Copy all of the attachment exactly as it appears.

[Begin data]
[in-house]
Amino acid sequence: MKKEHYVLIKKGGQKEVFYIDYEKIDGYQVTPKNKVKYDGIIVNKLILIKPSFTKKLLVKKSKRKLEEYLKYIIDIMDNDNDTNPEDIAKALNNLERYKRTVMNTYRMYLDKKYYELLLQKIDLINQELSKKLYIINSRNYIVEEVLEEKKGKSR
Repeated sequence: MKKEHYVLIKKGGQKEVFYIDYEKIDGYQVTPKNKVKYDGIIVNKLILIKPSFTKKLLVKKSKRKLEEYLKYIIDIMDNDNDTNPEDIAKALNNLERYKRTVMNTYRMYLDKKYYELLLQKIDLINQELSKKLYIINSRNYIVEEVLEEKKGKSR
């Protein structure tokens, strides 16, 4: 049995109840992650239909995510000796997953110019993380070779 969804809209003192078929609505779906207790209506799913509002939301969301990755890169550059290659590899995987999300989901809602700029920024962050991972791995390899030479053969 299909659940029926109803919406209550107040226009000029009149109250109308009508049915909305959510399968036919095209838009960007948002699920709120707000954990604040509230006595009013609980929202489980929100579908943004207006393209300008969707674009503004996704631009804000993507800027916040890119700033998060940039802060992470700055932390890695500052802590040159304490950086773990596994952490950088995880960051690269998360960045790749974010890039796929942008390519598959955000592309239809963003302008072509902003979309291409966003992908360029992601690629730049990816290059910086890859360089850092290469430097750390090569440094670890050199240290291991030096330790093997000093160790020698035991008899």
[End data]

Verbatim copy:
[in-house]
Amino acid sequence: MKKEHYVLIKKGGQKEVFYIDYEKIDGYQVTPKNKVKYDGIIVNKLILIKPSFTKKLLVKKSKRKLEEYLKYIIDIMDNDNDTNPEDIAKALNNLERYKRTVMNTYRMYLDKKYYELLLQKIDLINQELSKKLYIINSRNYIVEEVLEEKKGKSR
Repeated sequence: MKKEHYVLIKKGGQKEVFYIDYEKIDGYQVTPKNKVKYDGIIVNKLILIKPSFTKKLLVKKSKRKLEEYLKYIIDIMDNDNDTNPEDIAKALNNLERYKRTVMNTYRMYLDKKYYELLLQKIDLINQELSKKLYIINSRNYIVEEVLEEKKGKSR
């Protein structure tokens, strides 16, 4: 049995109840992650239909995510000796997953110019993380070779 969804809209003192078929609505779906207790209506799913509002939301969301990755890169550059290659590899995987999300989901809602700029920024962050991972791995390899030479053969 299909659940029926109803919406209550107040226009000029009149109250109308009508049915909305959510399968036919095209838009960007948002699920709120707000954990604040509230006595009013609980929202489980929100579908943004207006393209300008969707674009503004996704631009804000993507800027916040890119700033998060940039802060992470700055932390890695500052802590040159304490950086773990596994952490950088995880960051690269998360960045790749974010890039796929942008390519598959955000592309239809963003302008072509902003979309291409966003992908360029992601690629730049990816290059910086890859360089850092290469430097750390090569440094670890050199240290291991030096330790093997000093160790020698035991008899």